Film

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By Arthur Smith   |   Tuesday, July 26, 2011
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For Colored Girls

By Kim McLarin   |   Friday, July 29, 2011
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Well, I saw it. Lots of reaction. Short version: not as terrible as I feared (and yes, I hate to admit that). But I walked out of the theater feeling as if I had been bludgeoned for two hours. What redeemed it was the astonishing language (Ntozake's) and the performances (which were terrific, almost-uniformly great). I was happy to pay my little 'leven-fifty to support so many beautiful black actresses on the screen. And Perry is definitely growing as a filmmaker, getting all fancy with his shots. Clearly he means well, and wants to celebrate black women (especially Janet Jackson. Can he get off his teenage crush already? The woman cannot act! What was with the Kabuki makeup? And why did Loretta's wig look so awful? Why did she look so bad in general? Poor Loretta ....)

Still I found myself wishing, wishing, wishing someone else had made it, someone who didn't seem to see black womanhood as one, long, joyless, relentless slog of bad choices and victimhood (self-inflicted, to be sure) and abuse. Someone who would not have missed the ultimate joy and affirmation in the original, nor completely denied the frank celebration of a black woman's sexual power in the original (in the movie, sex=death. Period). Someone who didn't think drama=melodrama. I mean, good Lord -- I really did feel beat up by the end. I kept thinking "She didn't mean for the audience to consider suicide, yo!" That was not the feeling I think the play left people with. At least not me.

I think the movie probably stands up better for those who don't know the original, which is legitimate. And, as the bookseller I saw the movie with said, this will drive people to the text (though probably not the folks in the audience howling at every word out of Whoopi's mouth). So, all in all, go on Tyler, with your bold self. Next time, though, please, let someone else write it while you direct?

Five Questions for F. Murray Abraham

By Arthur Smith   |   Monday, July 25, 2011
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Abraham comes to Boston as Shylock in The Merchant of Venice, opening Tuesday, March 29 at Arts Emerson’s Cutler Majestic Theatre as part of ArtsEmerson’s season.The Oscar-winner talks with WGBH ArtSceNE curator Kara Millerabout staying in shape, listening to Stravinsky, and eating lobster in Boston.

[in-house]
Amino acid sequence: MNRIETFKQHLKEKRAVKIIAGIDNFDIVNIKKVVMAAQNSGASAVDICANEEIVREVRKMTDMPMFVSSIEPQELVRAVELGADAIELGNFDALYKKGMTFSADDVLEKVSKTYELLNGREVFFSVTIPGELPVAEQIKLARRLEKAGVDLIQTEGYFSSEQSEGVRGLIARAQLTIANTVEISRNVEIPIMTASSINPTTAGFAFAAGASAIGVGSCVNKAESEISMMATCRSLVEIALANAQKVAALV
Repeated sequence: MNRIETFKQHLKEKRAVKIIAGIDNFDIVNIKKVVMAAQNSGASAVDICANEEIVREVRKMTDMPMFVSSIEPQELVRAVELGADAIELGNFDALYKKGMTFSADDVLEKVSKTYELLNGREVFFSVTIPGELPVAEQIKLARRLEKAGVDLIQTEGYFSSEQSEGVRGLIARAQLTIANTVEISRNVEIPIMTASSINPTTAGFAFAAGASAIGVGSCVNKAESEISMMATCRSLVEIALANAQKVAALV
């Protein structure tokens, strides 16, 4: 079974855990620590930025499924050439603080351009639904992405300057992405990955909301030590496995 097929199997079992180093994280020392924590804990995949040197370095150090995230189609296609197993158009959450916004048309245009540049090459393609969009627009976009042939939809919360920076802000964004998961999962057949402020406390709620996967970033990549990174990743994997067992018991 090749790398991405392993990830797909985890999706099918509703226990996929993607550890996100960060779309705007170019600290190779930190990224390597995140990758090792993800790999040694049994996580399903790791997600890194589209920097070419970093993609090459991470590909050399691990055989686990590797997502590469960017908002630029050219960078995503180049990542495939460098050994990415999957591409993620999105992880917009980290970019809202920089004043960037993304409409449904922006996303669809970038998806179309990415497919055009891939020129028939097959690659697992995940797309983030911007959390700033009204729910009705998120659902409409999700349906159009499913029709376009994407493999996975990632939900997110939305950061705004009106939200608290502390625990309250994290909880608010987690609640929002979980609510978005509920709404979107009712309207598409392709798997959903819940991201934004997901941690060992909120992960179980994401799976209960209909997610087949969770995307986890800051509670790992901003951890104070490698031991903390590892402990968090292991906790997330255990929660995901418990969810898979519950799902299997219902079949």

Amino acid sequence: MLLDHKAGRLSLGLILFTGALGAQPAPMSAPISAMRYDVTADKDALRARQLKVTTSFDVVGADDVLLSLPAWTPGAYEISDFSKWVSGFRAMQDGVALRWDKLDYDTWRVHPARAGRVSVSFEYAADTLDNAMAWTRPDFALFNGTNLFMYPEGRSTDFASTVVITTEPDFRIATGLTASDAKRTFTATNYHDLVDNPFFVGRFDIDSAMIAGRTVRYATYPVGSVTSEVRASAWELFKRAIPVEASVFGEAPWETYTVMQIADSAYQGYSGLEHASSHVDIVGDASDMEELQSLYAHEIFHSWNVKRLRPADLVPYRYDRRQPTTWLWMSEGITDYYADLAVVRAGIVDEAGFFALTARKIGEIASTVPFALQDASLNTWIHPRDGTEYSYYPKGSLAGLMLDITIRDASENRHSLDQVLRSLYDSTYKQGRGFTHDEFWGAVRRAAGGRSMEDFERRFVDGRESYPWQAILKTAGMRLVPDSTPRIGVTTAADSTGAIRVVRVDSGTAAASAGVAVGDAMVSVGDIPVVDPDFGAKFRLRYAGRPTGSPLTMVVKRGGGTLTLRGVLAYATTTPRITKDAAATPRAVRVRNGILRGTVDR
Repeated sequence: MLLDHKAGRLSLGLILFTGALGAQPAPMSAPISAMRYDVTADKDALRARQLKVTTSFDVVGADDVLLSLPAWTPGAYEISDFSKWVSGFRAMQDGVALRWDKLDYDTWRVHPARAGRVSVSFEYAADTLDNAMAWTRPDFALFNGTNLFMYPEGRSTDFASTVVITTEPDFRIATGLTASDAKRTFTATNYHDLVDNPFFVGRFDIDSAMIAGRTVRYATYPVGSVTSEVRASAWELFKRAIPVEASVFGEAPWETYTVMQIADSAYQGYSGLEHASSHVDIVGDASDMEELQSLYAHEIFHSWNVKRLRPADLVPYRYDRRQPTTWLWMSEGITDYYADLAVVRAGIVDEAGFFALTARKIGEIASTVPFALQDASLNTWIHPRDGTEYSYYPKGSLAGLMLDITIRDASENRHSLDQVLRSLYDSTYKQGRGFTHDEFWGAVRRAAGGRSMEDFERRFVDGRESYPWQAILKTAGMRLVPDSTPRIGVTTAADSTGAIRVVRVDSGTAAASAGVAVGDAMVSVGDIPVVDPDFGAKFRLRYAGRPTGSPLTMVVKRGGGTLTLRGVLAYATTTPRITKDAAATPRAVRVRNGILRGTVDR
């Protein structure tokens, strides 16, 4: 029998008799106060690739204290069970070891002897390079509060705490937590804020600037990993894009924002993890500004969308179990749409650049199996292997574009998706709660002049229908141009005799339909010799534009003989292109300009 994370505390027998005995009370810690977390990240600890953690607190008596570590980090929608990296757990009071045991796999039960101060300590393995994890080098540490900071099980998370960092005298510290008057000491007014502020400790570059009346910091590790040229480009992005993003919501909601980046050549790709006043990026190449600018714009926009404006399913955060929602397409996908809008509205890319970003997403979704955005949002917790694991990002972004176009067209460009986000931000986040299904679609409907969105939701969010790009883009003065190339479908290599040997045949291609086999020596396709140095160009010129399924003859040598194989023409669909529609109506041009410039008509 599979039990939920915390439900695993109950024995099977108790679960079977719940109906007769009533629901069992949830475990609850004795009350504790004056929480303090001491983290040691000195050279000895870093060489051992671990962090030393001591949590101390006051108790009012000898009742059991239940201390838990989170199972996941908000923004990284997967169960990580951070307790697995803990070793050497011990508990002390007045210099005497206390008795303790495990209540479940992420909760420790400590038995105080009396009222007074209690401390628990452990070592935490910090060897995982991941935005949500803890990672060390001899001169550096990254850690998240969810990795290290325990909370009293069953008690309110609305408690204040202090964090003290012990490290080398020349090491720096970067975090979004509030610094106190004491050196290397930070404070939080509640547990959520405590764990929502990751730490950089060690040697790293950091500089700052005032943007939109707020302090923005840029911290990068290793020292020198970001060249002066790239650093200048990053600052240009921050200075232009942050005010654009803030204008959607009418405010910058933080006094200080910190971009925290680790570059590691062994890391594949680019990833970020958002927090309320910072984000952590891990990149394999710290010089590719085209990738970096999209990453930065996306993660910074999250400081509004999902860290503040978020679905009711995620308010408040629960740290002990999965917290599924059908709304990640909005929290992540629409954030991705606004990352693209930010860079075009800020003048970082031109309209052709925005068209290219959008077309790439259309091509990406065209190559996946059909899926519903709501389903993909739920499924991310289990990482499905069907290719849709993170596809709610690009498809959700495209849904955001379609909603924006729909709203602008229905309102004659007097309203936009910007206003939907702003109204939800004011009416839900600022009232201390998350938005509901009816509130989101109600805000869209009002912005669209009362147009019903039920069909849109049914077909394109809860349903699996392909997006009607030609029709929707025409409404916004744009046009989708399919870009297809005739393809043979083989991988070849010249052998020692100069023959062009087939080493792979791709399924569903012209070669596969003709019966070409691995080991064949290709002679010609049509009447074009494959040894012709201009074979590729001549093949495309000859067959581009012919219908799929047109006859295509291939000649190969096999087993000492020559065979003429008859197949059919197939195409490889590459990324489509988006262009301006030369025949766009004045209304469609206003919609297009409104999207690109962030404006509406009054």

Q:This is an interesting time to be in a play about making loans and charging interest. Do you see The Merchant of Venicehaving particular resonance now?
A: Yes, I really do–on a couple of levels. I think that it examines the idea of justice, and it particularly speaks to our time, as there doesn't appear to be any regard for the other–which doesn't ever seem to change.
I feel very strongly about what has been happening–and helpless too. The political system feels geared towards the wealthy. In the play, Shylock represents something bigger than Jews in the world. He represents anyone who has been oppressed: blacks, Irish, Chinese, Palestinians, many groups.
Q: What is the challenge in engaging with art that is more than 400 years old?
A: That's what makes our production [from New York’s Theatre for a New Audience] so exciting. It's perfectly clear. I'm hoping people will drop down and see it because I think they'll be blown away. It was a big success in New York City and [England’s] Stratford-upon-Avon. Sold out in both venues. I can't wait to get to rehearsal– we're really rediscovering the piece.
When people see the show, I would like them to drop us a note or a line. The play might be life-changing. I really mean it.
Q: Do directors approach Shakespeare differently than they did when you first started acting?
A: I think so. The conceptual director has become very prominent. In some ways, that's unfortunate. They have sacrificed communication through the actor for a concept. Our director [Darko Tresnjak] is different. But I do think that some directors now think of actors as something to be moved around–I don't work with them again.
Q: When you're not acting, what kind of art do you indulge in? And what do you look forward to doing in Boston?
A: I really love art. My closest friend is a painter, and we visit museums at least once a week. Stravinsky is my favorite composer–I can't imagine a world without music. I'm also very defensive about Salieri and his music, and Mozart, who I listen to a lot, is a constant surprise. [Abraham won the Best Actor Oscar for portraying Salieri in the 1984 movie Amadeus.]
In Boston, I intend to take a look at some of the best places to get lobster. Also, I have friends in Cambridge. I did King Lear there one time, and it was the first place I encountered three 24-hour bookstores. I was really impressed. I will probably also teach a master class or two.
Q: How tough is it to do eight performances a week in a theatre production?